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Michigan Court Makes Ruling on Insurance Fraud – Thomas v. Allstate Insurance

Michigan Court of Appeals Overrules Dismissal

The Michigan Court of Appeals issued a ruling last week involving the Michigan no-fault law and fraud. In Thomas v. Allstate Insurance, docket no. 332100, unpublished 8/24/17, the court overruled a decision by a Wayne County judge, holding the plaintiff could go forward with her claim for pain and suffering compensation against Allstate Insurance.

The case centers on a January 5, 2012 Wayne County car wreck. Following the accident, the plaintiff filed a claim for uninsured motorist benefits against Allstate Insurance for the injuries she sustained. Allstate Insurance denied the claim and filed a motion in Wayne County Circuit Court to dismiss the case, arguing there was no question of material fact that the plaintiff engaged in fraudulent conduct with respect to her claim, and pursuant to Allstate’s anti-fraud provision, she was precluded from obtaining uninsured motorist benefits.

The trial court judge dismissed the case and plaintiff appealed to the Michigan Court of Appeals.

In reversing the trial judge’s decision to dismiss the case, the Court held there was genuine issue of material fact as to whether plaintiff committed fraud. In making its arguments to dismiss the case, Allstate relied on deposition testimony from another case that the plaintiff was never in the vehicle when the car accident occurred. Allstate also said the plaintiff was lying about her injuries. However, the plaintiff provided testimony she was in the vehicle when the crash occurred and her treating doctor supported her injury claims. Ultimately, the Court of Appeals said a jury should decide this case, not a judge.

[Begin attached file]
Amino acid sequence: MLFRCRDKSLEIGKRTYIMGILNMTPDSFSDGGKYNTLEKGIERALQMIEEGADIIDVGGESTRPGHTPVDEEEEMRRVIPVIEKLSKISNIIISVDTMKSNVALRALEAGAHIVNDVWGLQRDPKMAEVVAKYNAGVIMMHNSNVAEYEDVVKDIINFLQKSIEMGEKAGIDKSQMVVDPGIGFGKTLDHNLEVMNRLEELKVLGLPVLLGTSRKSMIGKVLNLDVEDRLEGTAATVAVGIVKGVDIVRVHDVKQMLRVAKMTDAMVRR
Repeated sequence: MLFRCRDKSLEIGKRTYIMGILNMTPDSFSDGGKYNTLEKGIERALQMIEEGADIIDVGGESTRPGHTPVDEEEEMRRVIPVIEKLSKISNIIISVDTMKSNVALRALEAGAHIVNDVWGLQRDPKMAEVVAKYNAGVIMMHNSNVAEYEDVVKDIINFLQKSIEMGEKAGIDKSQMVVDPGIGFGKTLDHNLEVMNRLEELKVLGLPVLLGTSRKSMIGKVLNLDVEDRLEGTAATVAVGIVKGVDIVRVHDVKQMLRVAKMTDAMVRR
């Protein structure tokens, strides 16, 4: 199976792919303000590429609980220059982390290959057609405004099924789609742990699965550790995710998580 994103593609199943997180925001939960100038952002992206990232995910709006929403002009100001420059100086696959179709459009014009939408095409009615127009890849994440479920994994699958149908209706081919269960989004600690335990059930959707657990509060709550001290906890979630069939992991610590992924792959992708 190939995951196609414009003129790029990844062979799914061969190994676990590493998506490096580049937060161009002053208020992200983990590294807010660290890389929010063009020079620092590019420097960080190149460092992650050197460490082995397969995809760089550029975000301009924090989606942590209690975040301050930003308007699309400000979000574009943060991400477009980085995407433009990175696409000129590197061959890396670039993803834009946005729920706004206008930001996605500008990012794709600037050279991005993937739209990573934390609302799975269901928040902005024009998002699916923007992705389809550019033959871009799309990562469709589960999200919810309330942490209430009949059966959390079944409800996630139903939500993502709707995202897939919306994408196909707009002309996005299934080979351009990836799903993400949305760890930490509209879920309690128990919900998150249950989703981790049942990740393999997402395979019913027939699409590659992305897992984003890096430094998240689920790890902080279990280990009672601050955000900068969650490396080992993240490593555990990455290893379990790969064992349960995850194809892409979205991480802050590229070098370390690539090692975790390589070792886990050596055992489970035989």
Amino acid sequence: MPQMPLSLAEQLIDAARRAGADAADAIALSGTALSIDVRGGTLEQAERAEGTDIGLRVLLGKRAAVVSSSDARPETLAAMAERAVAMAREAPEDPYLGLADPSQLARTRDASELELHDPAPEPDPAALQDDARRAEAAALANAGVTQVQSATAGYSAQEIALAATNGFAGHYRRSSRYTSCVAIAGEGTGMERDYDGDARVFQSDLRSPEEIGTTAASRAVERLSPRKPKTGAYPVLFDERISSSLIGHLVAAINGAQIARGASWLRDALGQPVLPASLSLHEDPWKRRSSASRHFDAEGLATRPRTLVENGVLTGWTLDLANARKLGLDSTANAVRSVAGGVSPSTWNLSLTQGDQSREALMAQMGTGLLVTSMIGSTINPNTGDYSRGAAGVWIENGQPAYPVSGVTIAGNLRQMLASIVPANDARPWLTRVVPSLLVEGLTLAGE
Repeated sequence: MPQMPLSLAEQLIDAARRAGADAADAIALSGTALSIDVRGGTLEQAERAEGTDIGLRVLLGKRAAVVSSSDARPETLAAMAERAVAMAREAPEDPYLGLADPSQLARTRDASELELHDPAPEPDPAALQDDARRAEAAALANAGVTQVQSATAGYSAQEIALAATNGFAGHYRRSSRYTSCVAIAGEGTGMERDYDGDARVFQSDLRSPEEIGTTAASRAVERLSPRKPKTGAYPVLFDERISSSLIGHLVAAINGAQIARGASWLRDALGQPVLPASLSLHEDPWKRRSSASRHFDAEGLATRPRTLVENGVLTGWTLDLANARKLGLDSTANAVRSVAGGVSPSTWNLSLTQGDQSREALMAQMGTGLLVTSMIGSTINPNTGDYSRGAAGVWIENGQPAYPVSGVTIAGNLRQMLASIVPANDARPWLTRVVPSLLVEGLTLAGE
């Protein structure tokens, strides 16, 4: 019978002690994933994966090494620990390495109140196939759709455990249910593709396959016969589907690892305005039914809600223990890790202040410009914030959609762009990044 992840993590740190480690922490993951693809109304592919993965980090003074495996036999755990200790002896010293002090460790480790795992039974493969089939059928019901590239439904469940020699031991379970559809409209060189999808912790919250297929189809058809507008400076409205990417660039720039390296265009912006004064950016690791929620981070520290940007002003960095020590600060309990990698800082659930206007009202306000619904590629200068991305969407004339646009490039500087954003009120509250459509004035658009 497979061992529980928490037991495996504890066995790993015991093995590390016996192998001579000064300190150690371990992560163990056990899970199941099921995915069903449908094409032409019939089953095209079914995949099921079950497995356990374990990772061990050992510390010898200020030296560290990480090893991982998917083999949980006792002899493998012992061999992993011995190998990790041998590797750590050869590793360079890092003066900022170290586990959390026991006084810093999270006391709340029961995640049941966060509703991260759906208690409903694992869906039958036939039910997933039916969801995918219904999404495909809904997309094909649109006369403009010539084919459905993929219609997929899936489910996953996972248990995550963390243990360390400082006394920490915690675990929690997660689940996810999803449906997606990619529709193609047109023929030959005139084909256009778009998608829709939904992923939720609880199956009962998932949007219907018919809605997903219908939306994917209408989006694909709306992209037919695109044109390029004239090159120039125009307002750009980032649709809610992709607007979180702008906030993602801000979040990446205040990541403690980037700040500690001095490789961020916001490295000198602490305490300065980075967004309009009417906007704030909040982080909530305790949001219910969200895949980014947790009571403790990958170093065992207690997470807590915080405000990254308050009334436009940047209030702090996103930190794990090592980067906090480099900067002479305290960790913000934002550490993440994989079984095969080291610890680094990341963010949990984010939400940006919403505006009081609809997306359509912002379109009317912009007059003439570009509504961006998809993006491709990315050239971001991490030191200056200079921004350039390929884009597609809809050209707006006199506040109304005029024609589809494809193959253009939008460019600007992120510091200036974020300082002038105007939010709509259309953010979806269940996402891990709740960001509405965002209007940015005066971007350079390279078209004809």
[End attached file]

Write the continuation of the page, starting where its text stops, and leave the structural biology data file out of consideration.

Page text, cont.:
Ramifications of Dissent?

This is decision is notable for a couple of reasons. First, it shows how aggressive insurance carriers like Allstate Insurance have become in using anti-fraud provisions contained within insurance policies to get cases dismissed. Even a few years ago these motions were never filed. Now insurance companies are claiming everything a plaintiff does is fraud and filing motions to get valid cases dismissed.

This decision is also notable because it contains a dissent from one of the Court of Appeals judges who would have upheld the trial judge’s decision to dismiss the case. The dissent is quite direct and basically signals to insurance carriers they can utilize any inaccurate or incorrect statement by a plaintiff to claim fraud and get a case dismissed.

In addition, the written dissent may be used by the Michigan Supreme Court to overrule this Court of Appeals decision, which would be awful for Michigan car accident victims. Unfortunately, I expect to see more motions like this from insurance companies going forward.